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I agree with E. Ashworth. "I'll have two waters," sounds like asking for two types of water, although, in context, it could means servings or containers of water.


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I think the rule (or one of the rules) you're looking for here is that some countable nouns in foreign languages are uncountable in English. This is apparent in nouns such as music. However, as far as I know, there is really no solid way to figure out which words these are — you just have to memorize them. Additionally, another rule that pertains to ...


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"a bewildering amount of choice" is a sentence from a dictionary. I think it should be ""a bewildering amount of choices" 'choice' is one of those English words that can be countable or uncountable. We normally use 'amount' with uncountable nouns and 'number' with countable ones. Examples A large amount of sugar. (uncountable) A large amount of ...


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Mostly, age used in characterising individuals is countable. Old age is a set phrase. There are a number of other expressions of the same shape, mostly obsolescent, such as mature age, marriagable age; but these are only used with of: of mature age etc. As for why, that is no more answerable than most questions about why in language.


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So that we can leave poetic usage aside, let's look for some common sense tests: Andrew proposed "too much ______ " I like to ask a student if the thing is like water. This seems to enable them to figure it out quite quickly. How much vs. how many? Can I make a sentence with "one ______"? With "two ______"? Tests 3 and 4, applied to activity, show that ...


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When you see mold growing in your bathroom, it might look like someone just painted a line of black along the edge of the tile. But it is made up of many tiny unicellular organisms. If you study soils, you'll learn that there are three types of mineral particles found in soils -- sand, silt and clay. Sand particles are the largest, clay particles are the ...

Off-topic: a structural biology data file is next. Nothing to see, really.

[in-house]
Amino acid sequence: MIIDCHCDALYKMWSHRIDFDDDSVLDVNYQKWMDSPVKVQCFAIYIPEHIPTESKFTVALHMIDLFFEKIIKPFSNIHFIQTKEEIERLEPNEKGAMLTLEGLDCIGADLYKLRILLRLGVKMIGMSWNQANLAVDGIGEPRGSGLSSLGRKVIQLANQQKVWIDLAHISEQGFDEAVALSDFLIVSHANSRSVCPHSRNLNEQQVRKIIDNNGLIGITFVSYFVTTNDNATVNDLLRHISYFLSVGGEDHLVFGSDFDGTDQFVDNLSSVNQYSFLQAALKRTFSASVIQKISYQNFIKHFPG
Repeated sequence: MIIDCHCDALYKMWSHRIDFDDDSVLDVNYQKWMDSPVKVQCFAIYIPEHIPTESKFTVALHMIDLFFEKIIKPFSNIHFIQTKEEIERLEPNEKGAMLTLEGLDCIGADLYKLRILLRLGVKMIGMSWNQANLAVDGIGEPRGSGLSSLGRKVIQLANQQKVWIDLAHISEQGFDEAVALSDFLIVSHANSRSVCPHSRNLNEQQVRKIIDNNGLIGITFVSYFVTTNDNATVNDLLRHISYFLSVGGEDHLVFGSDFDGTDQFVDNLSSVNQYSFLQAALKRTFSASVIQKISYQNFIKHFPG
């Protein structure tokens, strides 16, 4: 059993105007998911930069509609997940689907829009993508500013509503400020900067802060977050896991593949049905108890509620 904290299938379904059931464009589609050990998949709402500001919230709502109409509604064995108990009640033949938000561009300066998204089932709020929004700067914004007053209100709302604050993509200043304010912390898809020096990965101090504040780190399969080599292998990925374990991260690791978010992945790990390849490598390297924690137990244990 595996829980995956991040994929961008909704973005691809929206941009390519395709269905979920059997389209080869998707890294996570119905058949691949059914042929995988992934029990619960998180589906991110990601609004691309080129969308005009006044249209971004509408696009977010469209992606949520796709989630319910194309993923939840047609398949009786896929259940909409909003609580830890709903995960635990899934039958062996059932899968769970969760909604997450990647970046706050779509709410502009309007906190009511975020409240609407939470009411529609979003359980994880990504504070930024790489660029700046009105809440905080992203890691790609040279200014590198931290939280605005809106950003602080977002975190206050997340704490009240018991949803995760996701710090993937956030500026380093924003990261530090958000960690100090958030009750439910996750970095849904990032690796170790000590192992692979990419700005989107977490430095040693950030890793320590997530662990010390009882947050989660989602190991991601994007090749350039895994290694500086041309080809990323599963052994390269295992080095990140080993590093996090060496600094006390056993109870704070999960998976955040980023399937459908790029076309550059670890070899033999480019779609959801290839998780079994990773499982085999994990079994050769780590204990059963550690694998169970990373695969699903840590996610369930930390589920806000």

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I would say that this is not a good exercise, and you should advise the author not to require the student to distinguish between these two purely conceptual classes. If you two can't agree on it, it seems to me extremely unfair to expect a (possibly non-native) student to correctly guess which one of your opinions ends up being marked as "correct" (because ...


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Most of the nouns referred to can be conceptualised, they elude our sensory organs but that doesn't preclude them to be countable. In other words abstract nouns can be countable. REIGN is a countable noun. It could have been better if you had left ABSTRACT NOUNS out of your category of countable/uncountable, just limiting yourself to words as simple as ...


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"Reign" is an interval of time. There's no reason that you can't consider several of these. Consider the book The History of Scotland During the Reigns of Queen Mary and of King James VI by Robertson and Stewart. You may also discuss a reign of terror in Cambodia under Pol Pot or the Reign of Terror in revolutionary France. All of your examples of ...


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I think reign is a countable noun because when we say "During his reign ..." it means that his reign was not infinite thus it can be counted.


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Perhaps try: In a world of flourishing globalization ...



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